Yet in real life, self-care seems like a difficult practice to implement. When we want to show care and love towards ourselves, we often encounter resistance. This seems too indulgent; I can’t do this; I have too many responsibilities; what will people think; that makes me look selfish; I don’t have the time… does any of this sound familiar? These are ways we rationalise why we shouldn’t get a massage, take a day off, book that doctor appointment, have that difficult conversation, set boundaries, or say yes when we mean no. These are like windows of opportunity that are showing us where we are stuck, caught in fear and guilt, white-knuckling our way through life.

Self-love is a challenging practice to implement because it’s a courageous act. It’s like an inner teacher taking us on a journey to trust ourselves in freedom, creativity and joy. And trusting ourselves and trusting life requires us to ease our grip, our control on what the outcome might be — which is not easy for an optimiser. For instance, when we have our plates full at work, we still say yes to a new assignment, even if it means missing out on dinner with our family for months, because missing that dinner seems easier than having that difficult conversation with our boss. Or maybe we continue to sustain a friendship that doesn’t bring out the best in us, because exhibiting self-care requires the courageous act of setting boundaries; thus, we choose to simply play along instead.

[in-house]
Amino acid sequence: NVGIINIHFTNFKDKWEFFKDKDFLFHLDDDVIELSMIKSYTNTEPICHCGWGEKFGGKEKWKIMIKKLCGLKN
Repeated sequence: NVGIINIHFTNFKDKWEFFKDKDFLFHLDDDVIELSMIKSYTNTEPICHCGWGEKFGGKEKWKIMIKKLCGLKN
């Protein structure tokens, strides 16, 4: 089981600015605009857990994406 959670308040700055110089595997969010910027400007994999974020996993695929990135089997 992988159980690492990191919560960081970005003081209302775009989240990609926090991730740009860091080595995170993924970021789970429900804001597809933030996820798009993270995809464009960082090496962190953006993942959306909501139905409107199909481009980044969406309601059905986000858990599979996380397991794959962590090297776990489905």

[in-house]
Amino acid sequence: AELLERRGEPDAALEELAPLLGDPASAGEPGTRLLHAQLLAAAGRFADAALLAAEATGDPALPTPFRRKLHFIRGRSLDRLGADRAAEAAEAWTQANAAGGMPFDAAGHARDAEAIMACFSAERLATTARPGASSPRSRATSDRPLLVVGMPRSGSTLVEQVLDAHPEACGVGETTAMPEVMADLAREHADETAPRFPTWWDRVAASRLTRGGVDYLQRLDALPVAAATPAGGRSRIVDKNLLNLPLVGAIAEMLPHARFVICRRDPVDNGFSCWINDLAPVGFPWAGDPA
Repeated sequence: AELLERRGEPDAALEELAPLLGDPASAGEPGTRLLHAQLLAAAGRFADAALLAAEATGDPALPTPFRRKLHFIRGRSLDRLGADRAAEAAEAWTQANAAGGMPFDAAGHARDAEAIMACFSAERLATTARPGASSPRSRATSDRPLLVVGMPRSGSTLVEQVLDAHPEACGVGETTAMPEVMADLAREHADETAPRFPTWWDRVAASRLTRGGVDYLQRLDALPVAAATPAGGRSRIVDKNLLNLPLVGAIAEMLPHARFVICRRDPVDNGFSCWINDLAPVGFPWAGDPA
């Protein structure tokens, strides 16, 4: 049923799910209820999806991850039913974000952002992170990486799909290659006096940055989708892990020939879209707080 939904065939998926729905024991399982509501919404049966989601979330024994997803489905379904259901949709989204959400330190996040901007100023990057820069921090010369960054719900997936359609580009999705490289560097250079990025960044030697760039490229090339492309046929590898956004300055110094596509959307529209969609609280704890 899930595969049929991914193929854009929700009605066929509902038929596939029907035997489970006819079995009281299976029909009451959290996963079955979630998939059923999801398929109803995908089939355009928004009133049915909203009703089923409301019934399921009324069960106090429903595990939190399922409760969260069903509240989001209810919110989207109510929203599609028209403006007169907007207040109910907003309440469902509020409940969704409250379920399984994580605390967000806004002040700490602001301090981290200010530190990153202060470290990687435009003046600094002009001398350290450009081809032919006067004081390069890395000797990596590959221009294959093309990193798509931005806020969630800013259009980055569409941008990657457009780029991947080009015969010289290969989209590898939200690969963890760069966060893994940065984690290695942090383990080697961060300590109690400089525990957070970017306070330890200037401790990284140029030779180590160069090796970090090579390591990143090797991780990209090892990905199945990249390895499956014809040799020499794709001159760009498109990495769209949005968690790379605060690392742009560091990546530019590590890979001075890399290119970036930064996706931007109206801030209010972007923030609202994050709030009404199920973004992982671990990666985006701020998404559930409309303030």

More than Functionality: Feeding Your Soul

Self-care is particularly important if you are low on your energy metric and feel generally lost in life. It has an anchoring quality that prevents you from drifting due to life’s winds and currents. It moves you towards the light within. This light inevitably leads us towards meaningful relationships and creative work. In other words, it does help you find what you’re looking for!

Williams writes, “We have unconditional value that goes beyond usefulness. Our obsession with difficulty and functionality needs to be balanced with reverence for all things and all people.” We start with revering ourselves!

In your My Wellness Journal, try identifying three self-care goals each day that will help you establish a more balanced approach towards daily living. What are three things you can do to nourish your body, mind and spirit? Building pit-stops of self-care during your day allows you to thrive.

This will be our last post for 2016. Our best wishes to you and your families for the festive season. We sincerely hope this new year brings you closer to finding more meaning and purpose in your life.

Words To Grow By

Nick Williams

We have unconditional value that goes beyond usefulness. Our obsession with difficulty and functionality needs to be balanced with reverence for all things and all people.”